Art Market

What Collectors Need to Know about NFTs

Benjamin Sutton
Mar 10, 2021 7:50PM

Beeple, detail of Everydays: The First 5000 Days, 2021. Courtesy of Christie’s.

Twisted Vacancy
Mission 01, ca. 2019
G○C△ - Gallery of Crypto Art

The art market’s fascination with non-fungible tokens, or NFTs, has reached a fever pitch over the past two weeks. On February 25th, Christie’s launched an online auction of an NFT-based digital artwork by the artist Beeple (real name Mike Winkelmann), with no estimate and an opening price of $100. The work, Everydays: The First 5000 Days (2021), ultimately sold for an astounding $69.3 million, setting an all-time record for a digital artwork and making Beeple the third-most expensive living artist at auction (behind Jeff Koons and David Hockney). In that time, another digital artwork by Beeple, Crossroad (2020), sold for $6.6 million on the NFT marketplace Nifty Gateway. The seller, Miami-based collector and co-founder of the Gallery of Crypto Art Pablo Rodriguez-Fraile, had spent nearly $67,000 to buy the work in October 2020. Its value increased more than 100-fold in that four-month span.

As Rodriguez-Fraile sees it, the current craze for NFTs (or, colloquially, “nifties”) is the result of several factors, including unprecedented interest in digital assets as millions of people around the world have spent much of the past year confined and on their computers because of COVID-19. Another set of factors has to do with the performances of financial markets over that same period, from the buoyant stock market to the value of leading cryptocurrencies including Bitcoin and Ether soaring to record highs.

“We had a very, very big influx of money into the hands of digital asset traders, in particular the people that were dealing with cryptocurrencies,” Rodriguez-Fraile said. “A lot of people made a lot of money, they have this trading mentality, and they applied some of their capital and their knowledge to this field.”

But while external and macroeconomic factors may have turbocharged the market for NFT art, the technology itself may be the most important factor.

What are NFTs?

Olive Allen
FineArtPink Bear, 2020
G○C△ - Gallery of Crypto Art
Richard Garet
March 2020, #1, 2020
Breezy Art

As with so many things on the internet, NFTs may be best explained with cats. Specifically, the website CryptoKitties, which launched in late 2017 and in a matter of days saw users spend more than $1 million on its marketplace for virtual cats; many more millions have been spent (and raised) since. The key innovation of CryptoKitties (and other early adopters like CryptoPunks) was in using the blockchain—a kind of public ledger technology—to attribute NFTs to all the virtual cats on the site, thereby making each digital feline into a traceable asset with a publicly listed price and provenance. Whereas digital goods could formerly be replicated ad infinitum by simply copying and pasting them, CryptoKitties exist in finite, traceable numbers.

NFTs introduced scarcity to the market for digital assets, and now sites such as OpenSea, MakersPlace, SuperRare, and Foundation let collectors buy and sell art, typically using the cryptocurrency Ether. Nifty Gateway introduced a further innovation to the formula by allowing collectors to skip the step of buying cryptocurrency and buy works directly with a credit card.

“It was during the CryptoPunks and CryptoKitties era in 2017 that the idea for creating an online marketplace for NFTs really took hold,” said Griffin Cock Foster, who co-founded Nifty Gateway with his twin brother Duncan in 2018; the following year, another set of twins, Cameron and Tyler Winklevoss, bought the site. “One of the major issues with NFTs at that time was their inaccessibility to people outside the crypto world. We created Nifty Gateway initially to make it as easy as possible for people to buy NFTs.”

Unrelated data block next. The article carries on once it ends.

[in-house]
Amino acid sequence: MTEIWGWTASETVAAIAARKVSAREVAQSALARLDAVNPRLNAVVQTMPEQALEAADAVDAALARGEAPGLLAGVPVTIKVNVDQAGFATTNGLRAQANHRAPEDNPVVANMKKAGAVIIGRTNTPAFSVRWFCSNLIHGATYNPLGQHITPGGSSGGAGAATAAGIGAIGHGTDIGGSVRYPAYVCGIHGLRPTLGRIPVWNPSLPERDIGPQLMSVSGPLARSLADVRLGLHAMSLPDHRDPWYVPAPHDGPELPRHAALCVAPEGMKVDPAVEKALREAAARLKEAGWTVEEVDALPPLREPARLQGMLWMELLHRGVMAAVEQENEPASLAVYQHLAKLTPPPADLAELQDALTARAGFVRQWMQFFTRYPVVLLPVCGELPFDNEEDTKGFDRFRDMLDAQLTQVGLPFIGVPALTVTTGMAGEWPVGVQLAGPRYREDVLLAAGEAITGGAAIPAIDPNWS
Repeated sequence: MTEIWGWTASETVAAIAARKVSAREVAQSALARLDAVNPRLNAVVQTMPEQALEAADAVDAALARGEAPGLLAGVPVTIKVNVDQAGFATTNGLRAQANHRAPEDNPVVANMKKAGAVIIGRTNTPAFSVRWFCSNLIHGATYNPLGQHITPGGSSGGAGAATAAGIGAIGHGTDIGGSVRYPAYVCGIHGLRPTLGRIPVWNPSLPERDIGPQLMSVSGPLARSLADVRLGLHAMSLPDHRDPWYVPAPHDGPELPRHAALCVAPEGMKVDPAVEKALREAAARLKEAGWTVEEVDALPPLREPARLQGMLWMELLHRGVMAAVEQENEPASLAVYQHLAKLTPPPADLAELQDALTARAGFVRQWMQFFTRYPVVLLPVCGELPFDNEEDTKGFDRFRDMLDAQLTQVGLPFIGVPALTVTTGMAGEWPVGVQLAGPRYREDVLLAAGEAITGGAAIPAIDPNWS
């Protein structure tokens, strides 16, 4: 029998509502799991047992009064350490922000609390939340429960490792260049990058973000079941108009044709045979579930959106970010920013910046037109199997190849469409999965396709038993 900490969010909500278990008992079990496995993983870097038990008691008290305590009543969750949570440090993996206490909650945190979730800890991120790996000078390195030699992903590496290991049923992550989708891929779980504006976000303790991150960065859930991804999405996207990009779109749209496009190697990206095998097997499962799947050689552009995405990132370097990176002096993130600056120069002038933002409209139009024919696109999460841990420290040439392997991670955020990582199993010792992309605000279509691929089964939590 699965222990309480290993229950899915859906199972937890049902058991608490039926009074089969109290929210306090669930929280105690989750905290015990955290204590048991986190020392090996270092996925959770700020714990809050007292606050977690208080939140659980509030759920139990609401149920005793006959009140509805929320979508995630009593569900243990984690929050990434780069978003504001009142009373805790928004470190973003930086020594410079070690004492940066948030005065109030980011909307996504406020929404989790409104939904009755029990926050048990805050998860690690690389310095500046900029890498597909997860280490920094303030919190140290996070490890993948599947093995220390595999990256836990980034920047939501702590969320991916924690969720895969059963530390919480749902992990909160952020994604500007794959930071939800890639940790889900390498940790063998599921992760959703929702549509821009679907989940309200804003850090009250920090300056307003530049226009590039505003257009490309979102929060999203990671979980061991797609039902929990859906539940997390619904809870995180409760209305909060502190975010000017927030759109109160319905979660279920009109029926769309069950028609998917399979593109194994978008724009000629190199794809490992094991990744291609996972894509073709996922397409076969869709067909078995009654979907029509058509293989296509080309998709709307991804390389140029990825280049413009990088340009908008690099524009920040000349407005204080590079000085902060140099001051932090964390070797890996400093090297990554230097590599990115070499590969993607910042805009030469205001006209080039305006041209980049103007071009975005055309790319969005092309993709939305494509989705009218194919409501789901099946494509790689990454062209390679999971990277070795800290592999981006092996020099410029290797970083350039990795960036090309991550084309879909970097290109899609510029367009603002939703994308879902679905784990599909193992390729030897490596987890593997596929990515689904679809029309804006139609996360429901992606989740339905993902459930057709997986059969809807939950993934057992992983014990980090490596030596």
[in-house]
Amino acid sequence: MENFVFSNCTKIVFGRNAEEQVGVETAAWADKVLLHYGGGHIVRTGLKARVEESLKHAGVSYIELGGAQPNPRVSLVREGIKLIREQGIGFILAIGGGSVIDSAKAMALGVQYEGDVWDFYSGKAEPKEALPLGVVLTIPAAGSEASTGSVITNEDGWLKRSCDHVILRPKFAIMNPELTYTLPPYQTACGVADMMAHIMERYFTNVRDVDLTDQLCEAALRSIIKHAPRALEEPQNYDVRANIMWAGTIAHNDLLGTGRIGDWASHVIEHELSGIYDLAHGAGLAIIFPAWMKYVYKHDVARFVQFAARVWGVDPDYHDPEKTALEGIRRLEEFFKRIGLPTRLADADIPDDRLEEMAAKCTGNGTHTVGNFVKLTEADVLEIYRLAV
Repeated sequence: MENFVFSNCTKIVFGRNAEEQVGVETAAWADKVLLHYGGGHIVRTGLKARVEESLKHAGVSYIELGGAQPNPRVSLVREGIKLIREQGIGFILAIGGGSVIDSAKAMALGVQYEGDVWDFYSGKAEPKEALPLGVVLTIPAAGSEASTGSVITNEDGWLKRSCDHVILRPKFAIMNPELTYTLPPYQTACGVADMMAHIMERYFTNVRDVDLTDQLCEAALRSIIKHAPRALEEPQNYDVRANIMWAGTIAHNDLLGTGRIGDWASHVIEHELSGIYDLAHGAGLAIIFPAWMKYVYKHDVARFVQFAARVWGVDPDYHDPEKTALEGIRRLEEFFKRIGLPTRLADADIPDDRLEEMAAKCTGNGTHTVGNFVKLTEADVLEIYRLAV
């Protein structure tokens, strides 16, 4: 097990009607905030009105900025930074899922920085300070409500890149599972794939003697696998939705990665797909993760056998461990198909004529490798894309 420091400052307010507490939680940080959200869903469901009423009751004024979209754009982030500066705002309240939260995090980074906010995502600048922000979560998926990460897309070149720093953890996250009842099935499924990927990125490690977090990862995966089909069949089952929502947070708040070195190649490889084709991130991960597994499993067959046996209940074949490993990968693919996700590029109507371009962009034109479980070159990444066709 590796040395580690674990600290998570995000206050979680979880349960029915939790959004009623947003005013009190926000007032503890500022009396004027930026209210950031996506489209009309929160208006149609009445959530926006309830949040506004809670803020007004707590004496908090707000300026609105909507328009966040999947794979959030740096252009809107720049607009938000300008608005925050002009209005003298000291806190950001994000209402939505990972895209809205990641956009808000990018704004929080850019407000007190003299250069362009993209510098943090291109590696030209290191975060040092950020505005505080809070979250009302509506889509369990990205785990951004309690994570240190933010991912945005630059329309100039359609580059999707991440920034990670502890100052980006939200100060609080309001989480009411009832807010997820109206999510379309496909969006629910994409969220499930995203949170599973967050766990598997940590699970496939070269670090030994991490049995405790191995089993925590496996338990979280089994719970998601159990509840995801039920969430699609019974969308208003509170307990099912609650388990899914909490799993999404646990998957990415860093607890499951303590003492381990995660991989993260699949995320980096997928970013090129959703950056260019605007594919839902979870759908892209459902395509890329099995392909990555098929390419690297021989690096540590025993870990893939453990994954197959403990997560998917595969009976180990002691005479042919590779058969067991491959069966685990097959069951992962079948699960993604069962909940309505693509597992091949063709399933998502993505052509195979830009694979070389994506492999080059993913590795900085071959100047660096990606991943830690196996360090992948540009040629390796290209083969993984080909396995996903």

Before I Go, 2019
Daïm Aggott-Hönsch
Golden Plague, 2020
G○C△ - Gallery of Crypto Art

They seem to be succeeding. In February, the number of transactions on Nifty Gateway grew nearly ninefold month over month, reaching more than 75 million. In addition to pieces by digital artists like Beeple, the site also offers NFT works by artists better known for their analog works. In May 2020, Kenny Scharf released an NFT based on one of his trademark cartoon faces in an edition of 50, priced at $200 apiece. The editions sold out, and recently one fetched $4,600 on Nifty Gateway’s secondary marketplace. Scharf has released three more editions on the platform since; other recent drops have included works by the muralist and illustrator Jon Burgerman; a digital sculpture by former professional baseball player Micah Johnson, with each of the nine editions accompanied by a physical version of the work; and a series of collaborations between digital artist Antoni Tudisco and celebrity DJ (and art collector) Steve Aoki.

“Nifty Gateway’s demographic definitely skews toward younger art collectors who are digital natives,” Cock Foster said, “but the rise of crypto into the mainstream and the increasing number of high-profile artists has brought a wider population to the marketplace.”

Why Christie’s is auctioning NFTs

Beeple, Everydays: The First 5000 Days, 2021. Courtesy of Christie’s.

Just as artists like Scharf could help bring different types of collectors to NFT marketplaces, Christie’s offering a major work by Beeple may entice collectors who started out buying and selling CryptoKitties to place a bid with the 255-year-old auction house. According to Noah Davis, the post-war and contemporary art specialist at Christie’s who helped organize the Beeple sale in collaboration with MakersPlace, the idea of putting an NFT on the auction block had been circulating within the firm for months.

“Following a year that forced the art market to go digital, we all felt that this was an inevitable development, even if it is a little unsettling,” Davis said. “As a mechanism, the potential that NFTs have to shift the way that we establish ownership has no bounds. I am very excited to see how artists will utilize this technology to open up a world of new creative opportunities, and in turn, I look forward to witnessing how this disrupts the art market as we now know it.”